Sound familiar? The hardworking immigrant willing to do whatever was necessary to get and keep a job, not so different from what we see today. It wasn’t long before Josef was able to double his salary. A photo of him at his job, coming up.

13 comments:

Randy said...

So he was a Swabian as described here?
http://en.wikipedia.org/wiki/Transylvanian_Germans

Jasia said...

I continue to have letter envy. You are so lucky to have these glimpses into your ancestor's lives! Fascinating. Thanks for sharing.

Carol said...

I join Jasia in TOTAL letter envy! That she saved it and just did not toss her rolling letter into the trash when she was done recording it, a marvel!

Adrienne said...

My in-laws' honeymoon was even shorter. My father-in-law told my mother-in-law to get dressed up for a night on the town, then took the wedding gift money (enough in 1935 for the down payment on a house)and gambled it away, necessitating a quick escape from the hotel. Incredibly, they stayed married for 35 years until his death. I would have killed him the first night.

Linda Gartz said...

Thanks for reading. everyone! Jasia and Carol -- I'm ever amazed not only at what was saved, but the labeling of everything. I can also tell this is a script because she abbreviated lots of words and names that in an actual letter would have been spelled out.

Mark Noce said...

Interesting letter:) I really like the pics actually, reminds me of some turn of the century photos I have of some of my immigrant ancestors:)

Linda Gartz said...

Randy my grandparents did not consider themselves “Schwabian.” My grandfather’s German ancestors emigrated from Gerstheim on the “lower Rhine” in Alsace in 1770 to Transylvania (Siebenbürgen to the Germans), so considered “Saxon” Transylvanians. My grandmother’s side (Ebner) were probably descended from “Landlers,” those Lutherans who emigrated from Austria to escape persecution by the Catholics. I’ll be posting my discoveries about my grandfather’s ancestors in the near future.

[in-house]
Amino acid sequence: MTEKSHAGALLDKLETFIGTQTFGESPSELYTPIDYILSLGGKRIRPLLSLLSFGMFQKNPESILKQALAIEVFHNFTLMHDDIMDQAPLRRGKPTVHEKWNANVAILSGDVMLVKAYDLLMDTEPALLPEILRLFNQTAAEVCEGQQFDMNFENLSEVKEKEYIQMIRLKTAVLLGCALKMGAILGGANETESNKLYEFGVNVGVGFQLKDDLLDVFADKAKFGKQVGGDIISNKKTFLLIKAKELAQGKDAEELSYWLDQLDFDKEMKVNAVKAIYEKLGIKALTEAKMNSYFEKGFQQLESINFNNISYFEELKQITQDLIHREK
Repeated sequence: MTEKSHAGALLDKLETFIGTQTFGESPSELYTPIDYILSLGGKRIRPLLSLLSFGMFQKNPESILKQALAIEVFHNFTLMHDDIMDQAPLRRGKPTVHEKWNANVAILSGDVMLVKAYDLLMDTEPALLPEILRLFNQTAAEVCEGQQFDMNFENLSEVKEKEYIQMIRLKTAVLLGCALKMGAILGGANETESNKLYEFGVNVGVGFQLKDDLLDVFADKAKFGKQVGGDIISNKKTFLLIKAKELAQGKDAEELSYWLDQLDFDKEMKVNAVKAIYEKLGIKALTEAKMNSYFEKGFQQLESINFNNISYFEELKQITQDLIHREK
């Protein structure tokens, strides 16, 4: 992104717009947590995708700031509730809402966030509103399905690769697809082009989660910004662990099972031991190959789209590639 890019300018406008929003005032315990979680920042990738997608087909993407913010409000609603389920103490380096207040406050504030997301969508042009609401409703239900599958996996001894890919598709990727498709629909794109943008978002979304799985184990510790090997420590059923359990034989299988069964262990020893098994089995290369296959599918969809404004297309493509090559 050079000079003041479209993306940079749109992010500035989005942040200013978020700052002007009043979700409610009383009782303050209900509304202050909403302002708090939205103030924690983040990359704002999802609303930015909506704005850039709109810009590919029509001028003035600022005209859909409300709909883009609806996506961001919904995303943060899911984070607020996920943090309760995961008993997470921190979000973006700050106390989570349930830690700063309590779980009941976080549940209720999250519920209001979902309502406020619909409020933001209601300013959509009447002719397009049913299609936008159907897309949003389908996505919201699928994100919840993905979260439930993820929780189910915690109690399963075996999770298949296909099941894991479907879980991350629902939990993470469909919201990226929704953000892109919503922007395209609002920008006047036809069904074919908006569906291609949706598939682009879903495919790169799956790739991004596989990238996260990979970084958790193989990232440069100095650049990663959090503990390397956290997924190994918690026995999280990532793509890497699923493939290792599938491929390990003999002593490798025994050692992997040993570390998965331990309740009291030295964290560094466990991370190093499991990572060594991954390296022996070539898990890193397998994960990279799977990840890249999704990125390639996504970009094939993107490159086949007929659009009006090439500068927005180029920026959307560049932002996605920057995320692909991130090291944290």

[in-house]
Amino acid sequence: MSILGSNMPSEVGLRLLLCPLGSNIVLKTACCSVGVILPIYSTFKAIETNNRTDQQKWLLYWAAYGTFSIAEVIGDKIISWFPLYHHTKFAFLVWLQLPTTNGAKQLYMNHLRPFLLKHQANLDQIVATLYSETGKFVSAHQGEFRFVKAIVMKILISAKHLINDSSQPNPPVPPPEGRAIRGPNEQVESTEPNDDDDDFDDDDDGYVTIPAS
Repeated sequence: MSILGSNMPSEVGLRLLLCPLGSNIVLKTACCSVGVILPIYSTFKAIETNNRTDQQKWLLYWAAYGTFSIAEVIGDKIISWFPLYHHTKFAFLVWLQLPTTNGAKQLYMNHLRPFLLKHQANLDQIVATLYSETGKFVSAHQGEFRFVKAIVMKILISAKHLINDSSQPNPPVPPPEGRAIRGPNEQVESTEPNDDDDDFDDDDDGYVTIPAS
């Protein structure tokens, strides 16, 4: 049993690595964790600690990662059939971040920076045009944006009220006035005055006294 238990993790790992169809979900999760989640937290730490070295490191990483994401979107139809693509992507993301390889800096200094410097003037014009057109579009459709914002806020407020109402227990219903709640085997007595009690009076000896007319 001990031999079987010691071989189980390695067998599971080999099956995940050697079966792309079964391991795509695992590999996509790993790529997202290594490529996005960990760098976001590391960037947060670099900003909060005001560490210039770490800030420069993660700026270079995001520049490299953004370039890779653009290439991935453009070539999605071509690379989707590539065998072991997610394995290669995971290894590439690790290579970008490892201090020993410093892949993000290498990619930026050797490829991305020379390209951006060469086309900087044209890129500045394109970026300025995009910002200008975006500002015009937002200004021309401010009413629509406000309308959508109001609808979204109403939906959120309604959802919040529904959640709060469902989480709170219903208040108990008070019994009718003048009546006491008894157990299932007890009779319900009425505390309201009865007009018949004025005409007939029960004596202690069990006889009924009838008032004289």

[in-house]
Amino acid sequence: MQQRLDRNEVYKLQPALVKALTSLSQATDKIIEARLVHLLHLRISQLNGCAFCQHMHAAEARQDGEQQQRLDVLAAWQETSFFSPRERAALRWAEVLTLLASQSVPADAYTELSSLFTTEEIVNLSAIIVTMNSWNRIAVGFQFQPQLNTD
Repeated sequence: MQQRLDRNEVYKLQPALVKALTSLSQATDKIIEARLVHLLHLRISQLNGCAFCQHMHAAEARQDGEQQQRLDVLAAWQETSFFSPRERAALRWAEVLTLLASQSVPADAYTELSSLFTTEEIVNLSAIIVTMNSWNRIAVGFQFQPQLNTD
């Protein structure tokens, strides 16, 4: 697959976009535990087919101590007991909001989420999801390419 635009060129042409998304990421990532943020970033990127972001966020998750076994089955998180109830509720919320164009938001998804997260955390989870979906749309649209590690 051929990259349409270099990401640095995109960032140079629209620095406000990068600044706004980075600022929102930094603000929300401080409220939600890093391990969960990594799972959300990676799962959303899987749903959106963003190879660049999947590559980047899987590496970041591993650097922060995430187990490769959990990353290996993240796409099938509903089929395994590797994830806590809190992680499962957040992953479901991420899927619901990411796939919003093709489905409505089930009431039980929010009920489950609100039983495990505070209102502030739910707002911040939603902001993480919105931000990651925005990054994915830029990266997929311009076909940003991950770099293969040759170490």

Linda Gartz said...

Adrienne -- sounds like your mother-in-law was a gambler too -- but stuck with her "winnings," even as he lost their savings. I remember Syd saying that he heard his parents always laughing in bed at night. Laughter may be what kept them together.
Mark, I'd love to see those photos. Josef & Lisi got pretty dolled up considering they had just a few hours to celebrate.

Linda Gartz said...

Mark,
I love these old photos -- and have many. It's so cool to see our grandparents so young and good-looking. I'll bet yours are a treasure too.

Greta Koehl said...

Lisi certainly had determination and a gift for organization and self-expression.

Kathy Reed said...

Linda,
I'm glad I saw this post in the Genealogy Daily. I haven't been very good with my google reader the last couple of days. I'm leaving for a couple of weeks in Europe tomorrow -- lucky me. I can't wait to read the next posts.

Kathy

Judith Richards Shubert said...
This comment has been removed by the author.
Judith Richards Shubert said...

Absolutely love reading the letters your grandparents and parents have written. They take us to another time and another place, especially when Lisi steps off of the Kaiser Wilhelm II in New York City; and, of course, when Josef writes of his ship, the Friedrich der Grosse and not knowing if he and his fellow passengers would ever see those waving goodbye from shore ever again. Their words touch my heart and soul.

I love your blog, Linda! I, too, have letter envy!!

Judy
Genealogy Traces /
Tennessee Memories